Goat meat. I can honestly say that I have never ate goat meat. Some people love it. Some people, not so much. However, whether it’s your pallet favorite or not, selling goats for meat at market will bank you competitive rand per kilo
The market for aquaculture products is expanding throughout the world as populations grow. People are becoming more urbane and health conscious, which means the consumption of fish as food is increasing all over the world.
South Africa is traditionally not a fish-eating nation but its consumers have become more aware of the growing range of aquaculture products available in the stores. Tilapia is becoming more popular as well as catfish sausage and burgers.
Efficient production from aquaculture can make fish and seafood more affordable to the public and relieves the pressure from natural fish resources.
The most profitable fish to farm (in earthen pond with semi-intensive management of operation) is TILAPIA
When visiting South Africa you will more than likely be offered exotic meat. Kudu, springbok and other venison varieties are popular; while warthog and crocodile meat also feature. If you’re not in the mood for reptiles, South African venison is delicious and not such a shock to the palate. Venison is less fatty, but a bit richer, than beef and has a completely different taste.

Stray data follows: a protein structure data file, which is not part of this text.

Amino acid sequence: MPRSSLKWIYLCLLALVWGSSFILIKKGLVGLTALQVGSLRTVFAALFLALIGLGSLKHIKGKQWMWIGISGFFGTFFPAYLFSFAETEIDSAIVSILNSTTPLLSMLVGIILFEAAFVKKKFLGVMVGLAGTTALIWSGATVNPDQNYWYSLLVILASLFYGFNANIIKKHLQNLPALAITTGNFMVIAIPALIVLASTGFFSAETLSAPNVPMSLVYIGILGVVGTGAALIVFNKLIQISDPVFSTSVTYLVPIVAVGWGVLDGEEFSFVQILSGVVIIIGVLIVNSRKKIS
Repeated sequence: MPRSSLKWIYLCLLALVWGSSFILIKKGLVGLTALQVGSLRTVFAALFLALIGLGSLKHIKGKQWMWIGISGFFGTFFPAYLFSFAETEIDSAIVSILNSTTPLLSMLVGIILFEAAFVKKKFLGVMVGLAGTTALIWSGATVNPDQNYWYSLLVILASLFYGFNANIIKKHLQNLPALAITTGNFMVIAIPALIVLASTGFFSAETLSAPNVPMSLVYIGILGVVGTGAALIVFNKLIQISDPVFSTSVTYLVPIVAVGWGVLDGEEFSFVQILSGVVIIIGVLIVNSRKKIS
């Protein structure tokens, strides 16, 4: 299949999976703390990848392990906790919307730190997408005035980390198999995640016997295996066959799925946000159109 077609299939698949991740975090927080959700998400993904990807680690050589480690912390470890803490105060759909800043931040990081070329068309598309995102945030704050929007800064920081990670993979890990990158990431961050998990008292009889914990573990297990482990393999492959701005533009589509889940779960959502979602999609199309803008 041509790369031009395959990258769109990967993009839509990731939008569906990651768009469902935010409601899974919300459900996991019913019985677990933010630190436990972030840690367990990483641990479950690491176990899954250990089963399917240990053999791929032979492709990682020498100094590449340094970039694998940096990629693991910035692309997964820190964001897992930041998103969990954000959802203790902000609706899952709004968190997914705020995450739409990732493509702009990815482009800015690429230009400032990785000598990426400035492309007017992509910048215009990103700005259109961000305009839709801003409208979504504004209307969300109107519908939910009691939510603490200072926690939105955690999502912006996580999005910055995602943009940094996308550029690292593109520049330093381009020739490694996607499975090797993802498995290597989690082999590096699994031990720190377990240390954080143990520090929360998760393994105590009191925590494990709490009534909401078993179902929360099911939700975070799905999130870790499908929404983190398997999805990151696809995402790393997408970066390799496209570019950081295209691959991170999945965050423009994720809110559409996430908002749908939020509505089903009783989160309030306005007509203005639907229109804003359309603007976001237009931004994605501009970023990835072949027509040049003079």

Most restaurants include game on the menu, from springbok carpaccio to ostrich and “wilder” meats such as kudu and warthog. There are also many restaurants that are specifically known for game meat, such as the aptly named Carnivore in Muldersdrift, Johannesburg. They offer a wide variety, including giraffe, zebra and crocodile – when available of course.
The main months for the availability for fresh ostrich meat is September to March.
As their wings are small and they have flat breastbones, most ostrich meat is sourced from the legs. Ostrich meat, despite being from a bird, is classified as red meat and is, in fact, darker than that of beef.
Favourite forms of ostrich meat for local consumption are ostrich wors (sausage) and biltong (a dried and spiced meat). South African ostrich meat is exported as fillet, steaks, mince, burger patties and goulash cubes.
Other ostrich products include pre-grilled ostrich steak, ostrich trimmings, carpaccio and ostrich paté.